VMware HA question

Joined
Mar 15, 2002
Messages
782
I had a couple of questions that I hope you guys could help answer.

Basically six locations witl have two Dell PE-R300 servers connnected to a small 2TB SAN. I am looking to go with VMware since I have a few ESXi servers running in production around here already with great success. I know that ESXi doesn't support HA capablilites and that is something we want wtih this new setup and I have a quesiton about licensing.

If we do go with the two Dell PE-R300 connected to the 2TB SAN will I have to buy one or two licenses of VMware 4 Std? The second server is there only for HA capabilites at this time. Also will I technically have to buy two copies of each OS that runs inside a VM for HA porposes? I haven't gotten to play around with HA yet so I'm not sure how it handles everything yet but I will setup a test lab shortly.

These are a couple of questions I don't know yet and I knew you guys that have already built out this type of setup will know.

I'm open to suggestions too since this is still in the planning stage. Maybe Hyper-V would work better since I'm going with Server 2008 on the VMs anyway?
 
Joined
Jan 25, 2007
Messages
983
I'm not the best to ask, but each host will need a license. Also, no you don't have to have multiple licenses of the OS. Otherwise, to run a single VM in a 20 host cluster would instantly become cost prohibitive.
 

cmputrnrd4lif

Weaksauce
Joined
Aug 13, 2004
Messages
91
VMware pricing is fairly simple. You pay x amount of dollars per physical processor (or socket) in your server with up to x amount of cores on it. Let's say the typical server contains two processors with 4 cores on each. To license that one server, you'll pay whatever the cost per processor times two. The amount just depends on the level of vSphere that you want.

In your case, your servers appear to only have one socket. The breakdown will be like so:

6 locations x 2 servers x 1 socket = 12 vSphere licenses. I believe the Standard edition starts at $1k, so that's roughly $12k to license 12 servers.

You'll also want to purchase VMware vCenter Server to manage all of your servers. Since you need to manage more than 3 hosts, you'll have to purchase the Standard edition which starts at $6k.

Keep in mind that High Availability is different from Fault Tolerance. HA simply means that if the hardware your virtual machine is running on fails, then the virtual machine will automatically restart on another server in your resource pool. So expect a short amount of downtime should something happen. You also do not get vMotion which allows you to live migrate your virtual machine from one physical server to another. This is all assuming you're purchasing vSphere standard which only has HA. You'll pay more than twice as much per processor for the Fault Tolerance and vMotion.
 
Joined
Oct 12, 2007
Messages
643
ESXi is not the issue, licensing is your issue. ESXi can run HA, DRS, FT etc with the right licenses.

Take a look at some of the acceleration packages, they are very affordable for 6 processor licenses.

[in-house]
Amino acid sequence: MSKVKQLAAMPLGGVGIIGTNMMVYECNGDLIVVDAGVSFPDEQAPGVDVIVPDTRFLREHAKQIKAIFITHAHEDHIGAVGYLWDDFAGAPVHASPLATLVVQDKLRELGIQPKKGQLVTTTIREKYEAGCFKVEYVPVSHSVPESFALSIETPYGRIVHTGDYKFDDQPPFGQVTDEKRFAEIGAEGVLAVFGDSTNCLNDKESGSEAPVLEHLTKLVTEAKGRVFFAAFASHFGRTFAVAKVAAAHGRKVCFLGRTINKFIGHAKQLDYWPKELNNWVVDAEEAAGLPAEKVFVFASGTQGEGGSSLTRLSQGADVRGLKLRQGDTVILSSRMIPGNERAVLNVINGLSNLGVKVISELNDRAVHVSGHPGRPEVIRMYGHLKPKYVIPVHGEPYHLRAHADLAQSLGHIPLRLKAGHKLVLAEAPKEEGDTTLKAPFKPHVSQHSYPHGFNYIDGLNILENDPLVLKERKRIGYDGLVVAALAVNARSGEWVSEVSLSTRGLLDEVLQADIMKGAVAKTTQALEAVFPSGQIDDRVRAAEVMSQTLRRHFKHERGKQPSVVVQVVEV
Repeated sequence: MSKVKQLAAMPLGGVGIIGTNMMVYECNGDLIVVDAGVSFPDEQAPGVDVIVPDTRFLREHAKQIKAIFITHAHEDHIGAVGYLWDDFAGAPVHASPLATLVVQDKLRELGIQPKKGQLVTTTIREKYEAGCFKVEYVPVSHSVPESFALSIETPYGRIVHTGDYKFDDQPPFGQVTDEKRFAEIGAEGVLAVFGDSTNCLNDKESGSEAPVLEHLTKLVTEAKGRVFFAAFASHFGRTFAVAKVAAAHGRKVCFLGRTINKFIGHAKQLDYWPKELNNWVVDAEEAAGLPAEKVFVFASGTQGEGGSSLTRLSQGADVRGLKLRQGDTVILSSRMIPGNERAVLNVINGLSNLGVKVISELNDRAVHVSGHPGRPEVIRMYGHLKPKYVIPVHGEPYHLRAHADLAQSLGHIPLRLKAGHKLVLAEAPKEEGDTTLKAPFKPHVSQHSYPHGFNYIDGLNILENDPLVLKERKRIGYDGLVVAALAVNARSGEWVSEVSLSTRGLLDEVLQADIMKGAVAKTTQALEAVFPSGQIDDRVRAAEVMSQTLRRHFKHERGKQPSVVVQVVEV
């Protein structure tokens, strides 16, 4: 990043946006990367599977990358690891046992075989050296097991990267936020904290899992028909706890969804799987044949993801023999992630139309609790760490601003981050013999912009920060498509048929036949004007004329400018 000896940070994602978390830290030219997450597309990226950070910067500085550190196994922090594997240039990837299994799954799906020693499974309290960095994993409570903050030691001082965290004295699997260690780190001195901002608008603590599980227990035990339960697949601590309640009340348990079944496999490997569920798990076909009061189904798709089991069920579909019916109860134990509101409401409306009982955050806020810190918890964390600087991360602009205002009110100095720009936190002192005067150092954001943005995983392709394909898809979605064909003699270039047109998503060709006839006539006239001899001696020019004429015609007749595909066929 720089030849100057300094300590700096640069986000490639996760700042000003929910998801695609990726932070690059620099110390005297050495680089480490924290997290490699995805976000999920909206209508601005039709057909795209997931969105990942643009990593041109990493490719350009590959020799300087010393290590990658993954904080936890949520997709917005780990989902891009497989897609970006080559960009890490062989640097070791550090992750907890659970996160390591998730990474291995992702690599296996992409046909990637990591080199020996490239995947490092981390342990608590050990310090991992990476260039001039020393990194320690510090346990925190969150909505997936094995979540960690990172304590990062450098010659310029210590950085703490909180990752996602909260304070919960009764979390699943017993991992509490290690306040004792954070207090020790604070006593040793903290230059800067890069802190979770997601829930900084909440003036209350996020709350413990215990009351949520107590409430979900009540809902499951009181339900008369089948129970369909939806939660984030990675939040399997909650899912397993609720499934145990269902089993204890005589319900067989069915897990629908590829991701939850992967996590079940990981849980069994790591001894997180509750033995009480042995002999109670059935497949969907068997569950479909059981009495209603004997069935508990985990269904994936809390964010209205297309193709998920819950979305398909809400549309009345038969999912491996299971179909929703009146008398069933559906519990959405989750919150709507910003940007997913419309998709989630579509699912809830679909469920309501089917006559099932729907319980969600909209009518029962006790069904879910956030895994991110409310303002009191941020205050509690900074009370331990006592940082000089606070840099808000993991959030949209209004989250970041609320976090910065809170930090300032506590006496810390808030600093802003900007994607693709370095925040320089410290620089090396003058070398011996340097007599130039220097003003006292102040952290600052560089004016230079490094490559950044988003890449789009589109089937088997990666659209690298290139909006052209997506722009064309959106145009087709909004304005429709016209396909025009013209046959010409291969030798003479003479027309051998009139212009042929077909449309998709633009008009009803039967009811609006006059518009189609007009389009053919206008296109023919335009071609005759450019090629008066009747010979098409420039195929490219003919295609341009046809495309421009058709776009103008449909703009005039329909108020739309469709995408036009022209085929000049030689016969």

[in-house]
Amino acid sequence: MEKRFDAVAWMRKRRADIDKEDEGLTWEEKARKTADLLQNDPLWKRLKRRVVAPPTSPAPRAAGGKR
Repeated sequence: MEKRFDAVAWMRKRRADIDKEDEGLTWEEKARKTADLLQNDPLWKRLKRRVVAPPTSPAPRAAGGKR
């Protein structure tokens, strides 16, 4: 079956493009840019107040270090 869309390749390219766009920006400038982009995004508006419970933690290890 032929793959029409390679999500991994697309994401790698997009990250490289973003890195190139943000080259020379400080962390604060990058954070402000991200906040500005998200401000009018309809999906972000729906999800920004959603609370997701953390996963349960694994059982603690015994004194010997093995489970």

You do not need extra Microsoft licenses for HA, this is because of how HA works. If one host fails, the VMs are REBOOTED on the other host, so you never have more than one copy running at the same time. Microsoft also recently got rid of the 90 day restriction for moving VMs.

VM licensing, if you want to use HA both servers will need to be licensed. You will also need VirtualCenter/vSphere server.

However, depending on your downtime requirements you may not need any of this. Say your VMs are running on Host A. Host A fails, then on Host B, browse the datastore, then right click the .VMX files and 'Add to Inventory'. You can then restart the VMs on Host B, all with no licensing.
 
Joined
Oct 12, 2007
Messages
643
I'm open to suggestions too since this is still in the planning stage. Maybe Hyper-V would work better since I'm going with Server 2008 on the VMs anyway?
No, Run far far away from HyperV. There are a load of technical reasons, just save yourself the headache now.
 
Joined
Mar 15, 2002
Messages
782
Awsome! Great info. This is exactly what I've been wondering about all rolled into one thread. I now have a better idea what I need to do. Thanks
 

oDii

Limp Gawd
Joined
Apr 18, 2006
Messages
169
No, Run far far away from HyperV. There are a load of technical reasons, just save yourself the headache now.
Care to elaborate? I don't mean to try to derail the thread, but a statement like that needs to be pulled up. Hyper-V might be just what the OP is looking for.
 

goalong

n00b
Joined
Oct 25, 2009
Messages
46
Care to elaborate? I don't mean to try to derail the thread, but a statement like that needs to be pulled up. Hyper-V might be just what the OP is looking for.
I'm curious about this too. I understand that MS is typically bloatware regardless of desktop or server version, and anyone who has taken a MS dll apart knows it is loaded with cruft that should have been removed at compile time.

I recall that exchange 2k enterprise could only support 1900 some clients in a clustered config due to some memory leak thing that was never [unable to be] fixed in that version. Imagine having to buy a second cluster to support 100 users because you have 2000 of them and your first enterprise cluster couldn't handle them all.

Sure there are other horror stories, but I'm wondering if past performance is no longer an indication of future returns here.
 

J-Will

[H]ard|Gawd
Joined
Jan 10, 2009
Messages
1,724
If the environment is a MS one, then Hyper-V is a really good choice.
 
Top